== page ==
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On Behalf of | Nov 11, 2008 | Products Liability

The New York Times has a cautionary editorial (hat-tip TortDeform) on the Wyeth pre-emption case we addressed last week.  As we discussed, a Supreme Court decision applying the doctrine of pre-emption to FDA-approved drugs would bar injured plaintiffs from successfully suing the producer of an FDA-approved drug for any harm caused by that drug.  In the editorial, the Times warns that the effects of this application would be far-reaching: 

For the court to broadly endorse the concept of “implied pre-emption” in this case would show disrespect for the considered decisions of Congress and could foreclose injury suits involving not only drugs, but also motor vehicles, household products and other things. The ultimate effect would be to undermine consumer safety.

Far from usurping the F.D.A.’s power, litigation aimed at holding drug companies liable for problems like those in this case complement the agency’s efforts to protect the public. For many years the F.D.A. welcomed state failure-to-warn suits as reinforcing those efforts; two former commissioners, David Kessler and Donald Kennedy, made that point in a brief in the case.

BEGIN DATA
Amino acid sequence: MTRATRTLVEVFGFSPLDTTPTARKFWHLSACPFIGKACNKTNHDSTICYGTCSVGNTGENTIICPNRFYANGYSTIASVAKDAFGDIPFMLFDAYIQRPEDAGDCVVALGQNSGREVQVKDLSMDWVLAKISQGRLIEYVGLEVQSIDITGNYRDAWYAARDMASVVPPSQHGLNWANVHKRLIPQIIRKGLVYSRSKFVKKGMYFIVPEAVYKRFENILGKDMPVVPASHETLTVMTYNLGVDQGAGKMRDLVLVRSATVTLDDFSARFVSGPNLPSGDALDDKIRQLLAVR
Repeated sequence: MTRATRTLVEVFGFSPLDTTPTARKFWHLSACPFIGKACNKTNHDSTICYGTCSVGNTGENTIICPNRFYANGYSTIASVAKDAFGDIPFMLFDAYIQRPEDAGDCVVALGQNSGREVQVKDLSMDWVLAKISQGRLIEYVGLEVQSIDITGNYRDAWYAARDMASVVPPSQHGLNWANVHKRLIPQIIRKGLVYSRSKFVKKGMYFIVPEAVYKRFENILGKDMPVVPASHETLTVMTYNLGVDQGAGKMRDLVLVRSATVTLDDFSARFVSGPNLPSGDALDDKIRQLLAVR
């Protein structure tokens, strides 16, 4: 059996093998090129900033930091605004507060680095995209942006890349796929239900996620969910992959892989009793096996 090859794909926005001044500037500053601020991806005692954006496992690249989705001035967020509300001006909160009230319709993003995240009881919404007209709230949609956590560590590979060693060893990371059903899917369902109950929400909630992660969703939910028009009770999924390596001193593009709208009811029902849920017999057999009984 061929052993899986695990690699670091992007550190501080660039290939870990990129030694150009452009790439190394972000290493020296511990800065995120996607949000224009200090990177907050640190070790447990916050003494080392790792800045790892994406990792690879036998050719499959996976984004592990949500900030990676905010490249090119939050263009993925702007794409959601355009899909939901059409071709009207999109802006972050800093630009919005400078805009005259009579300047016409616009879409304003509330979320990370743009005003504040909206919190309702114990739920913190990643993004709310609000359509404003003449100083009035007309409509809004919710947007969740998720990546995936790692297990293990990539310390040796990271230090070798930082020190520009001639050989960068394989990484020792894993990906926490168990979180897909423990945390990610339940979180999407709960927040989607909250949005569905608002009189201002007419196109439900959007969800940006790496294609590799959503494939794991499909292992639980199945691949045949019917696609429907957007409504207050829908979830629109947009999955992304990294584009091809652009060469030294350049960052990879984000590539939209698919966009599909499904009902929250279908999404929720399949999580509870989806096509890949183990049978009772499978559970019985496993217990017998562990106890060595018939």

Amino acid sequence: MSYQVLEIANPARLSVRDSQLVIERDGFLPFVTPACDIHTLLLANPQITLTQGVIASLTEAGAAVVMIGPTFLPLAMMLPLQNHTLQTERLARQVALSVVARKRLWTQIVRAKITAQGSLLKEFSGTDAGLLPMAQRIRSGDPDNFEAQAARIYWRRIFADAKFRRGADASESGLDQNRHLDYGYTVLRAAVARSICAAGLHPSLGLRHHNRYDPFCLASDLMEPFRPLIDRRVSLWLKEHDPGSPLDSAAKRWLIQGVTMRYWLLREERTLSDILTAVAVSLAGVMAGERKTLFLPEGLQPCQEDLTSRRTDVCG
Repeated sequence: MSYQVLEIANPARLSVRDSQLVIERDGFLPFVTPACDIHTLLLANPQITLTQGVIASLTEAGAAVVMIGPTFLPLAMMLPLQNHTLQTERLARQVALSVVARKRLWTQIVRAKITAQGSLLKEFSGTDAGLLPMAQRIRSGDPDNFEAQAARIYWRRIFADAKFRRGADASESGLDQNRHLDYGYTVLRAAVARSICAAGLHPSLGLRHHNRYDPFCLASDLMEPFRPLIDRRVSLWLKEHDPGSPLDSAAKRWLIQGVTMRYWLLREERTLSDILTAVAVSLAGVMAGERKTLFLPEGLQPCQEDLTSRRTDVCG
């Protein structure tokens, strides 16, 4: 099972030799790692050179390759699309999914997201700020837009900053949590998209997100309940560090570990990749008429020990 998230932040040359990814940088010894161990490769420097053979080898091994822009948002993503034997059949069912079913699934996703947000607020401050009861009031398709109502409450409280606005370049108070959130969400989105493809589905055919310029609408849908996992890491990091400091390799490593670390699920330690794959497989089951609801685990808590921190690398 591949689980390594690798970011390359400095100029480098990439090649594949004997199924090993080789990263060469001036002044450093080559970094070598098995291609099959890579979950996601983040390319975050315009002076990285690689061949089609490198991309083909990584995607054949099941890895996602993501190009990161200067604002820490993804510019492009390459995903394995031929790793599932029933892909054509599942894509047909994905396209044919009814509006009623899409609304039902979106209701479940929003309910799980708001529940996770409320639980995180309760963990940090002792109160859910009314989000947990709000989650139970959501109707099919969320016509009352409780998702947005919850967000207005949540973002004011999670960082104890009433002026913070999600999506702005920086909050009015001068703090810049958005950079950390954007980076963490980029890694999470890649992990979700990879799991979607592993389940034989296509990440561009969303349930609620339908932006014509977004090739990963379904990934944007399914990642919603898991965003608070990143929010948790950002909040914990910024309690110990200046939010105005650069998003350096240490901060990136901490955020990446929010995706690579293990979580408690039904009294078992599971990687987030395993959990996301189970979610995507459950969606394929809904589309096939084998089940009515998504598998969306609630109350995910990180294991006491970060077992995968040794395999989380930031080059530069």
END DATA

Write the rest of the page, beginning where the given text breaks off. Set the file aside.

It is only during the Bush administration that the FDA leadership has viewed litigation as a hindrance to its consumer protection efforts.  In fact, the Wall Street Journal reported recently:

Bush administration officials, in their last weeks in office, are pushing to rewrite a wide array of federal rules with changes or additions that could block product-safety lawsuits by consumers and states.

The administration has written language aimed at pre-empting product-liability litigation into 50 rules governing everything from motorcycle brakes to pain medicine. The latest changes cap a multiyear effort that could be one of the administration’s lasting legacies, depending in part on how the underlying principle of pre-emption fares in a case the Supreme Court will hear next month.

The good news is that the Bush administration’s eight-year attack on the civil justice system is almost over.  If he chooses, Barack Obama can undo in short order much of the damage Bush has wrought.  The problem, however, is that the Wyeth case is in the hands of the Roberts Court, which has already decided in favor of pre-emption in a recent case.